Fixed Rules Allocation
We now examine the issues involved in using fixed rules to allocate the”excess” or unexpected discrepancy among the countries and regions of interest. We start by considering hypothetical forecasts of global current accounts (Table Al), which embody a discrepancy of-$140 billion. Suppose now that the model predicts a global discrepancy of -$40 billion and the question is how to allocate the excess discrepancy (-$100 billion) across the countries and regions in Table A1.
|Price of oil||‒1.91||Trade||‒1.09|
|Federal funds rate||‒1.10||Income||‒1.88|
|U.S. share of world imports||‒2.05||Service||‒0.63|
|Japan||142||0||0||+ 17||+ 17||159|
|Latin America||‒56||0||+10||+9||+ 19||‒37|
|Middle East and Africa||1||0||+6||+4||+10||11|
To this end, we assume that the global current account discrepancy stems from discrepancies in trade, shipping, and portfolio income; we ignore discrepancies in transfers. Then we allocate the discrepancy across countries using a list of stylized rules:
Take the forecast of the U.S. current account as given.
Assume that the trade discrepancy is +$40 billion (credits over debits). This estimate stems from the underreporting of imports in Euroland’s business surveys (IMF, 1999, p. 4). Thus we lower the balance for Euroland by $40 billion (Table A1, column 2).
Assume that the shipping discrepancy is -$71 billion (debits over credits, 1997 value). Allocate this discrepancy to Eastern Europe (7 percent), Asia—as housing offshore banking centers—(25 percent), Middle East and Africa (8 percent), and other developing countries (60 percent). Assuming that”Other” includes Greece, we assign three-fourths of the 60 percent to Greece (IMF, 1987, Table 72).
Assume that the portfolio income discrepancy is -$68 billion (debits over credits), which is half of the reported 1997 discrepancy; we use half of the income discrepancy to keep the overall discrepancy in the target range of $40 billion. Allocate the -$68 billion discrepancy as follows: 50 percent to industrial countries (25 percent for Japan and 25 percent for Euroland), 6 percent to Middle East and Africa, 18 percent to Asia, and 26 percent distributed evenly between”Other” and Latin America (IMF, 1987, Table 56).
Column 6 reports the final current account forecasts after the adjustments. The main change is the increase in the surplus of”Other” industrial countries due to the allocation of shipping exports to Greece. Otherwise, the allocation leaves intact the surplus/deficit status of each current account forecast.
Table A1 shows that allocating the excess discrepancy across countries with fixed rules is feasible but their use suffers from three limitations: ambiguities, disincentives, and lack of generality.
1. Ambiguities: There are many strategies to allocate the excess discrepancy, but there is no generally accepted method to discriminate among them. This ambiguity is not the result of using the model to estimate the expected discrepancy but rather stems from the abundance of degrees of freedom available in an exercise that allocates a whole to many parts.
2. Disincentives: If economists’ forecasts of current accounts are bypassed by a fixed rule, then these economists could lose interest in forecast accuracy as their predictions can be overruled by the rule. Even if these economists do not lose their incentives, they will face a harder than needed task in trying to account for (and reduce) that forecast error. Indeed, fixed rules do not revise the paths for the forcing variables but rather the forecasts themselves, making detection of the source of the forecast error all that much harder.
3. Lack of generality: Organizational differences across institutions give rise to different allocation rules to accommodate institutional idiosyncrasies. What is suited to the IMF’s purposes need not be suitable for the Organization for Economic Cooperation and Development or the World Bank.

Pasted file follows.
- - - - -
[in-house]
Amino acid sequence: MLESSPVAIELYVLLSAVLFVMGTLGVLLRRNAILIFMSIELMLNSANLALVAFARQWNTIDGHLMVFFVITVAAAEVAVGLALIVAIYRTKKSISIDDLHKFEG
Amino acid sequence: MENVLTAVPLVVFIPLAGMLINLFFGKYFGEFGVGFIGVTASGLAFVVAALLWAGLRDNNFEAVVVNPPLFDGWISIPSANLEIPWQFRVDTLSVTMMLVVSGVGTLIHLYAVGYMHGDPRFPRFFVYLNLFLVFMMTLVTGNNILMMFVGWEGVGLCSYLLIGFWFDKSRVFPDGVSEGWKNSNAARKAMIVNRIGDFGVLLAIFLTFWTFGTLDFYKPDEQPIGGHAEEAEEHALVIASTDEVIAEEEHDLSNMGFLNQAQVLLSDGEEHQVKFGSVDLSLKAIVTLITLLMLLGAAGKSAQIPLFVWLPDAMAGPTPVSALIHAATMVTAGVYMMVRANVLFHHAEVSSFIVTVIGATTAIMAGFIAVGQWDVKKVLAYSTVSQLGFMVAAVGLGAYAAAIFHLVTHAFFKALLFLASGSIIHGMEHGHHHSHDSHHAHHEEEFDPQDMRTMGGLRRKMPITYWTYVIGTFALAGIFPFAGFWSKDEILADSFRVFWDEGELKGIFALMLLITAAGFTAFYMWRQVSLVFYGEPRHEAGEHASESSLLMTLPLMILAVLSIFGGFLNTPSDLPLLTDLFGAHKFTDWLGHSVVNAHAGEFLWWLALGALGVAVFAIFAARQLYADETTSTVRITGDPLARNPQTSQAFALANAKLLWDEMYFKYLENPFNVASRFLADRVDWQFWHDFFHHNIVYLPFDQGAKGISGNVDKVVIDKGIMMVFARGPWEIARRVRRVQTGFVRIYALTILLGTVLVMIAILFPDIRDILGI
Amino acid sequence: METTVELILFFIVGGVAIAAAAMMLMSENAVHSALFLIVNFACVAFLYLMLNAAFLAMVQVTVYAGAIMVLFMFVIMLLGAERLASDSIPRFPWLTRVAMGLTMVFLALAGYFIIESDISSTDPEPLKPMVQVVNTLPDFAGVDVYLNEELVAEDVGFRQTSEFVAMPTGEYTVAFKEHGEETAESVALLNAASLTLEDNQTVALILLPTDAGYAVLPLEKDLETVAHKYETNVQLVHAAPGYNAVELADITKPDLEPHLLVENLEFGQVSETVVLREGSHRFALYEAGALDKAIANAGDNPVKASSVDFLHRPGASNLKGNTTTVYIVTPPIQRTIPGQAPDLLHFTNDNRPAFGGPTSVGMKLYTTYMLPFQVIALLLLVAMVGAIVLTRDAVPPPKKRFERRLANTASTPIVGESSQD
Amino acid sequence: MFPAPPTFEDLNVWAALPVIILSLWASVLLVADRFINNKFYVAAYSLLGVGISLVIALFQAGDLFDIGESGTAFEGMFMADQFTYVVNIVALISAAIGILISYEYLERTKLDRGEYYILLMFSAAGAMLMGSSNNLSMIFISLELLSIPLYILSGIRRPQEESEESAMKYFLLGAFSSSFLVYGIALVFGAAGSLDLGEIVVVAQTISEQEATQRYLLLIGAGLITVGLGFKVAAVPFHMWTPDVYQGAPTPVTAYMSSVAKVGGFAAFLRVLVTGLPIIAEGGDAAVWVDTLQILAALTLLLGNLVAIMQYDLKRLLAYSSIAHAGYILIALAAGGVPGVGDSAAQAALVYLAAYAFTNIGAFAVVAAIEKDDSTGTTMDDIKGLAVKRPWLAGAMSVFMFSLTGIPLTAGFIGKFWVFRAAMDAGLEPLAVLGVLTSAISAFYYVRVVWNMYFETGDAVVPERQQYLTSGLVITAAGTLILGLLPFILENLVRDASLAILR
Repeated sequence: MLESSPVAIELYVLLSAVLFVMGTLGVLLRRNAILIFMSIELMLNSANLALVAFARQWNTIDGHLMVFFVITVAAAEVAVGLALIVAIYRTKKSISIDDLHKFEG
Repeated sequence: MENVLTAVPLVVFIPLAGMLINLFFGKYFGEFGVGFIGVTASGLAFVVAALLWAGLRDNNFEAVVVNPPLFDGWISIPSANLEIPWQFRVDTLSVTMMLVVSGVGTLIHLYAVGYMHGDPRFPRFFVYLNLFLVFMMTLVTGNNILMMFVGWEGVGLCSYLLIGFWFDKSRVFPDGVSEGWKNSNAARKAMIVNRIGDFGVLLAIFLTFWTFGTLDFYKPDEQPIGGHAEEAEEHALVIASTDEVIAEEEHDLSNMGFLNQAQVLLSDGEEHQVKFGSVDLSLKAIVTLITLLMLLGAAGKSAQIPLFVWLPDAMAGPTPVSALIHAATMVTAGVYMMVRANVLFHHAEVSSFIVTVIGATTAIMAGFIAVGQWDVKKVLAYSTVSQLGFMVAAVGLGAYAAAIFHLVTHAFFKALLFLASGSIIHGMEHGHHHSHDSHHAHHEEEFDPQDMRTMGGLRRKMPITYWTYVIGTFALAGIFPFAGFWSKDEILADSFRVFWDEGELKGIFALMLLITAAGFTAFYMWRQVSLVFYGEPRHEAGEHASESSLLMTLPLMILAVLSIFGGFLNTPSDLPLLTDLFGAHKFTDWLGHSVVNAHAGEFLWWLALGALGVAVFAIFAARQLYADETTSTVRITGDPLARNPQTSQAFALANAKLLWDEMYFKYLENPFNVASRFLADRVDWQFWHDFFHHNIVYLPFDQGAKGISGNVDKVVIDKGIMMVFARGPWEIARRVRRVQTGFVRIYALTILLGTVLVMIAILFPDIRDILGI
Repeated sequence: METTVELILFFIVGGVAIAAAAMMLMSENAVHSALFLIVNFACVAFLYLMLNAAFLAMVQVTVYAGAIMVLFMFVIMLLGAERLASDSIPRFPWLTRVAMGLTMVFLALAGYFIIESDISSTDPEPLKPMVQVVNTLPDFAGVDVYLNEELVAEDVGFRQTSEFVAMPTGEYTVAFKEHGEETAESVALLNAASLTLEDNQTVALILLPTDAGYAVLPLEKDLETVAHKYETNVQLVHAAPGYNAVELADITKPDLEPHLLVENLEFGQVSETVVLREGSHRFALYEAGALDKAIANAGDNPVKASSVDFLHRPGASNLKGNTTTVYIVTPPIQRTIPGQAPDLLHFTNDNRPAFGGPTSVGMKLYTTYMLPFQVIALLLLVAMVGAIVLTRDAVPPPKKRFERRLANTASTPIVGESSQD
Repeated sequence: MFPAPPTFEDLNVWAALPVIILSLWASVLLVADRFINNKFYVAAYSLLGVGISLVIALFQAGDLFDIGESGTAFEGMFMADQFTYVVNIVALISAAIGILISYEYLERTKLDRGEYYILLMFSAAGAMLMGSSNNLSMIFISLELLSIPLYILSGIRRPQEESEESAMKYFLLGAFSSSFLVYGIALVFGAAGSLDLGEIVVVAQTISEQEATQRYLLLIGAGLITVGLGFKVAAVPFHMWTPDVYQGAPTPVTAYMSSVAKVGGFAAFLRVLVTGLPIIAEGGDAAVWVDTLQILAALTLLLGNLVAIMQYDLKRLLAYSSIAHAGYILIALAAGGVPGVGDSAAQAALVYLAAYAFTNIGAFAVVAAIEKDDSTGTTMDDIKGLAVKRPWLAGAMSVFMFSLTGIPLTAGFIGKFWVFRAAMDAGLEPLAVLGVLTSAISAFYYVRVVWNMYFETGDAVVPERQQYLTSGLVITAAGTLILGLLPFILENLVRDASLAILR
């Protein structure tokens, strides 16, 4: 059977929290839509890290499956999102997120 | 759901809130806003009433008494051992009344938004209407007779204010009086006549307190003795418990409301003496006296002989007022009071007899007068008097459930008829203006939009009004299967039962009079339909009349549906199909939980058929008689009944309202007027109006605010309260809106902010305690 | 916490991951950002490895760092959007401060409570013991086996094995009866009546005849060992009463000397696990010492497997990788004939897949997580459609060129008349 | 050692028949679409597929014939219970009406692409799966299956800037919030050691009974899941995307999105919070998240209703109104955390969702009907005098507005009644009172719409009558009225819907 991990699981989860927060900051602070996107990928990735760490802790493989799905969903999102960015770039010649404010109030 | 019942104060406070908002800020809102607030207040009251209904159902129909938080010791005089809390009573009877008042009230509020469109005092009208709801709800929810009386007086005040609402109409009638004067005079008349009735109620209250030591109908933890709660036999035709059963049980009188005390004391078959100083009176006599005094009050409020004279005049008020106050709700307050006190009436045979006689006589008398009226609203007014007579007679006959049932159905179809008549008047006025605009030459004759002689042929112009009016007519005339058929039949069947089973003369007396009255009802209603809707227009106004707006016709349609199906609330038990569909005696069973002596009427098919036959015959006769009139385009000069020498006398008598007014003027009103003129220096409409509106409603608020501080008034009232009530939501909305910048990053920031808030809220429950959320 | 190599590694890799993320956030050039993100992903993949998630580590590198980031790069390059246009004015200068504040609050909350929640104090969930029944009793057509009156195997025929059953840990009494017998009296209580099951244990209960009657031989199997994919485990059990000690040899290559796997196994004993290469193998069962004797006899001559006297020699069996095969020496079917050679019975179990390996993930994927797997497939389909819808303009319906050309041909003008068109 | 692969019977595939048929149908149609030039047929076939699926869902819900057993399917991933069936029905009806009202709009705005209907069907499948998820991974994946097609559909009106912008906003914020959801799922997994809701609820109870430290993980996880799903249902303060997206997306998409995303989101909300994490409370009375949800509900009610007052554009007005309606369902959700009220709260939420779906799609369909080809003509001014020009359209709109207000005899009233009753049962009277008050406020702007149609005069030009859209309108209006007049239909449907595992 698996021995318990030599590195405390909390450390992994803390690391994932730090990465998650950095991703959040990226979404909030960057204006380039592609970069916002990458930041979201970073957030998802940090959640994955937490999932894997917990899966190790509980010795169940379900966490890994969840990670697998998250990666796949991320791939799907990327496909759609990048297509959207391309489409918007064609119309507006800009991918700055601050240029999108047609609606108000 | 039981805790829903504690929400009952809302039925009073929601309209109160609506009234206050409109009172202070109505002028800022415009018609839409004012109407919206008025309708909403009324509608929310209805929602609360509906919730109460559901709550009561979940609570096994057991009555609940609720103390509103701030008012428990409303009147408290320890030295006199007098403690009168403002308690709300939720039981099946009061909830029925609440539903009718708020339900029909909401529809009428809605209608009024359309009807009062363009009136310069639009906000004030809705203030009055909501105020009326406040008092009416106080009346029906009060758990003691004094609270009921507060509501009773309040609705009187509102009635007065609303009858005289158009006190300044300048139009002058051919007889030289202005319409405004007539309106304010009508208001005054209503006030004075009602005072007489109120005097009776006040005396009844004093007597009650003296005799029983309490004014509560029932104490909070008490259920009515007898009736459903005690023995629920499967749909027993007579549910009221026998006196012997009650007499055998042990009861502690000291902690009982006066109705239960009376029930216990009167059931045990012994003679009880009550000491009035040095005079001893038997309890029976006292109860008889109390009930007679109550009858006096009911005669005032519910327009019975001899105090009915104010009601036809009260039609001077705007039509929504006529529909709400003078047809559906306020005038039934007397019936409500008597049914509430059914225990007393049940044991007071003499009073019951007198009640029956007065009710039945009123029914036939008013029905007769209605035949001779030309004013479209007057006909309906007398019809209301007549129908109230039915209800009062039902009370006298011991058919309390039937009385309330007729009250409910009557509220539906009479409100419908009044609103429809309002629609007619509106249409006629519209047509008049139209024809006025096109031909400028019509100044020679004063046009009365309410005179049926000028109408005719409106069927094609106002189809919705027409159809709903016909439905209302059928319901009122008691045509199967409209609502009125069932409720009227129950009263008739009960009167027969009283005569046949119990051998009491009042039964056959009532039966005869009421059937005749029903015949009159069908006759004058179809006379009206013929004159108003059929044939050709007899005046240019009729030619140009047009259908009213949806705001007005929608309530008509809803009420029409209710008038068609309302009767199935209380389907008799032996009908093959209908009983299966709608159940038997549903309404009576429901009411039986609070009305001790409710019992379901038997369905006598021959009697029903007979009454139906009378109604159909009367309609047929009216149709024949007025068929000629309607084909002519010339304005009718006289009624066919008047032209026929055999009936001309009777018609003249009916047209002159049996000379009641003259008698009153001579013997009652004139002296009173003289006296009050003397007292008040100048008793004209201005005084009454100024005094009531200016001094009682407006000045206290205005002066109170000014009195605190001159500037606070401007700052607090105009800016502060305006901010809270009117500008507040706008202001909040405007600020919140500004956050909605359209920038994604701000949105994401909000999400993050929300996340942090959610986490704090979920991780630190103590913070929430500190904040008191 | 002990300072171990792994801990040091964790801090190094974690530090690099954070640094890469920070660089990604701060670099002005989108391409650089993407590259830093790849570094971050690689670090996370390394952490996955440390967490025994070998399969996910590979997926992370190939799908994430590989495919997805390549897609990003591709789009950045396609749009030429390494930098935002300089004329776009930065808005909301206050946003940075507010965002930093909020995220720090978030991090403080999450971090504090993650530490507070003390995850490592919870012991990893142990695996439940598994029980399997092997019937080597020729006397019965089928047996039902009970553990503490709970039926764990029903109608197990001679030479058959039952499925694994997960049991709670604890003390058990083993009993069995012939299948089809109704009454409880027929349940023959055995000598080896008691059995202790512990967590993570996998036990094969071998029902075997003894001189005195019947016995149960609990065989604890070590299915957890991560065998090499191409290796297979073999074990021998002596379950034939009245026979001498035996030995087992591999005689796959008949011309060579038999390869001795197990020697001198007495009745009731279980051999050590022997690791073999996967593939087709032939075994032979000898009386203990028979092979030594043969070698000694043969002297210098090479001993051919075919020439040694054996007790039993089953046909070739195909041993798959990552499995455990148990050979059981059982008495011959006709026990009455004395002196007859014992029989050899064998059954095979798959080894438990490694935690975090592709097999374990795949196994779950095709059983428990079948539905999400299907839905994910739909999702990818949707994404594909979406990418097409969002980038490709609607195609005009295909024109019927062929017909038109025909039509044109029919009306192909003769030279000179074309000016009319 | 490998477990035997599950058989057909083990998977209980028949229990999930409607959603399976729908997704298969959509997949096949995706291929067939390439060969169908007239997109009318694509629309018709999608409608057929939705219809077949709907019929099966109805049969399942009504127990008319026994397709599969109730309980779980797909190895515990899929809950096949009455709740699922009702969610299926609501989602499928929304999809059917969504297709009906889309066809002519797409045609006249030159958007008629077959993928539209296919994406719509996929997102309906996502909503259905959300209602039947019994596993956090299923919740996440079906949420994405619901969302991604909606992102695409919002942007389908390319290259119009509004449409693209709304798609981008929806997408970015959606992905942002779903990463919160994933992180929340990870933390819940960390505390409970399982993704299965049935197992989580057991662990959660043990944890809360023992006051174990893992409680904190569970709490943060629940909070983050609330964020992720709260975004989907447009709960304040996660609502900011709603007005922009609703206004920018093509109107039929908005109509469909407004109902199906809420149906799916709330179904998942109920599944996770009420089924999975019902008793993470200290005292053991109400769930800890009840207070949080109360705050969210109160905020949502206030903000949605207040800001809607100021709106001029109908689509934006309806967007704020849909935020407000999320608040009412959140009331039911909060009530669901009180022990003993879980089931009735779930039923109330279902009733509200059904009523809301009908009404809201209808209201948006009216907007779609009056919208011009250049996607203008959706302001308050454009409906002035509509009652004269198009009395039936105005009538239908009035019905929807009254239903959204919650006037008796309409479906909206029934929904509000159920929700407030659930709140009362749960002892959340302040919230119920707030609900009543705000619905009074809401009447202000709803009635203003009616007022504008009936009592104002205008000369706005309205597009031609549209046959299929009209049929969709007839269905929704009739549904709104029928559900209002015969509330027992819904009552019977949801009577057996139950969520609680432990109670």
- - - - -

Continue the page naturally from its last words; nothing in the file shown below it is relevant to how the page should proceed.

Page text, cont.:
These limitations are not meant to suggest that reallocation is not needed but, rather, to suggest that using a fixed rule is fraught with pitfalls that do not necessarily enhance forecast accuracy. There is a need to reallocate an excess discrepancy, but this process needs to be tailored to the particulars of the institution such as forecast assumptions, regional aggregates, and other features that might be pertinent. Our paper is not a contribution on how to allocate a discrepancy but rather on how much needs to be reallocated and, in this task, we hope the results of the paper are of general interest.
HendryDavid R and JurgenDoornik1996PcGive 9.0 (London: International Thomson Business Press)
HollingerPeter and LeonidSpivakovsky1996Portable Troll (Needham, Massachusetts: Intex Solutions)
IMF1987Report on the World Current Account Discrepancy (Washington: International Monetary Fund)
IMF1996World Economic OutlookOctober (Washington: International Monetary Fund)
IMF1997Balance of Payments Statistics Newsletter,Volume V (June) (Washington: International Monetary Fund)
IMF1999aIMF Committee on Balance of Payments Statistics: Annual Report 1998 (Washington: International Monetary Fund)
IMF1999bWorld Economic OutlookOctober (Washington: International Monetary Fund)
IMF2000World Economic OutlookMay (Washington: International Monetary Fund)
Jaime Marquez is Senior Economist in the Division of International Finance at the Federal Reserve Board, Lisa Workman is a graduate student in economics at Notre Dame University. She was a Research Assistant at the Federal Reserve Board (1999-2001) when work on this paper was undertaken. Extensive comments from David Howard on several versions of this paper and from two anonymous referees are greatly appreciated. Comments from the Editor of IMF Staff Papers and from participants in seminars at the Federal Reserve Board, the spring 2000 meeting of the Midwest International Economics Group (University of Kentucky), and the International Monetary Fund are greatly appreciated. The results of this paper have been replicated by John Green and David Robinson of the IMF’s World Economic Outlook Division and we are grateful to them for their time and observations. Comments from Neil Ericsson, Hamid Faruqee, Jon Faust, Gian Maria Milesi-Ferretti, Andy Levin, Tracy Miller, John Motola, Davidson Omole, Nathan Sheets, Charlie Thomas, John Wilson, and Jonathan Wright are gratefully acknowledged. The views in this paper are solely the responsibility of the authors and should not be interpreted as reflecting the views of the Board of Governors of the Federal Reserve System or of any other person associated with the Federal Reserve System. We use PcGive Professional 9.2(Hendry and Doornik, 1996) and Portable Troll 1.082 (Hollinger and Spivakovsky, 1996).